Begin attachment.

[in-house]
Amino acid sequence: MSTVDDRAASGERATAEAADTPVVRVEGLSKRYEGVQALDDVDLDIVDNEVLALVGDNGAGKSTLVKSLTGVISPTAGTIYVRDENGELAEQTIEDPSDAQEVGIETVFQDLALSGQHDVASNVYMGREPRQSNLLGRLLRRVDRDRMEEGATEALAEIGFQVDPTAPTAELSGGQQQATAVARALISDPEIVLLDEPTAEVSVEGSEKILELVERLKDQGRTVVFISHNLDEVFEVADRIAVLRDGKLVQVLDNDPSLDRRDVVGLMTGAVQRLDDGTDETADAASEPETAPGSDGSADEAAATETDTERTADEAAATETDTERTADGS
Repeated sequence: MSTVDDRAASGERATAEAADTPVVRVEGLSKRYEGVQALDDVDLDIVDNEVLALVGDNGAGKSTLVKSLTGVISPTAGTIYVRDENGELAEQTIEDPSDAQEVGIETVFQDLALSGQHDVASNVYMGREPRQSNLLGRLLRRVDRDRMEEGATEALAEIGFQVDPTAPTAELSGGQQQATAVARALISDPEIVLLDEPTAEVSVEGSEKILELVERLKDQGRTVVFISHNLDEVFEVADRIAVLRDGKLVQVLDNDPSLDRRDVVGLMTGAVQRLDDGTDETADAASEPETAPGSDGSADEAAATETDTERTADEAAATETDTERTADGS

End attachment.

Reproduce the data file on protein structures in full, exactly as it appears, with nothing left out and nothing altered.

[in-house]
Amino acid sequence: MSTVDDRAASGERATAEAADTPVVRVEGLSKRYEGVQALDDVDLDIVDNEVLALVGDNGAGKSTLVKSLTGVISPTAGTIYVRDENGELAEQTIEDPSDAQEVGIETVFQDLALSGQHDVASNVYMGREPRQSNLLGRLLRRVDRDRMEEGATEALAEIGFQVDPTAPTAELSGGQQQATAVARALISDPEIVLLDEPTAEVSVEGSEKILELVERLKDQGRTVVFISHNLDEVFEVADRIAVLRDGKLVQVLDNDPSLDRRDVVGLMTGAVQRLDDGTDETADAASEPETAPGSDGSADEAAATETDTERTADEAAATETDTERTADGS
Repeated sequence: MSTVDDRAASGERATAEAADTPVVRVEGLSKRYEGVQALDDVDLDIVDNEVLALVGDNGAGKSTLVKSLTGVISPTAGTIYVRDENGELAEQTIEDPSDAQEVGIETVFQDLALSGQHDVASNVYMGREPRQSNLLGRLLRRVDRDRMEEGATEALAEIGFQVDPTAPTAELSGGQQQATAVARALISDPEIVLLDEPTAEVSVEGSEKILELVERLKDQGRTVVFISHNLDEVFEVADRIAVLRDGKLVQVLDNDPSLDRRDVVGLMTGAVQRLDDGTDETADAASEPETAPGSDGSADEAAATETDTERTADEAAATETDTERTADGS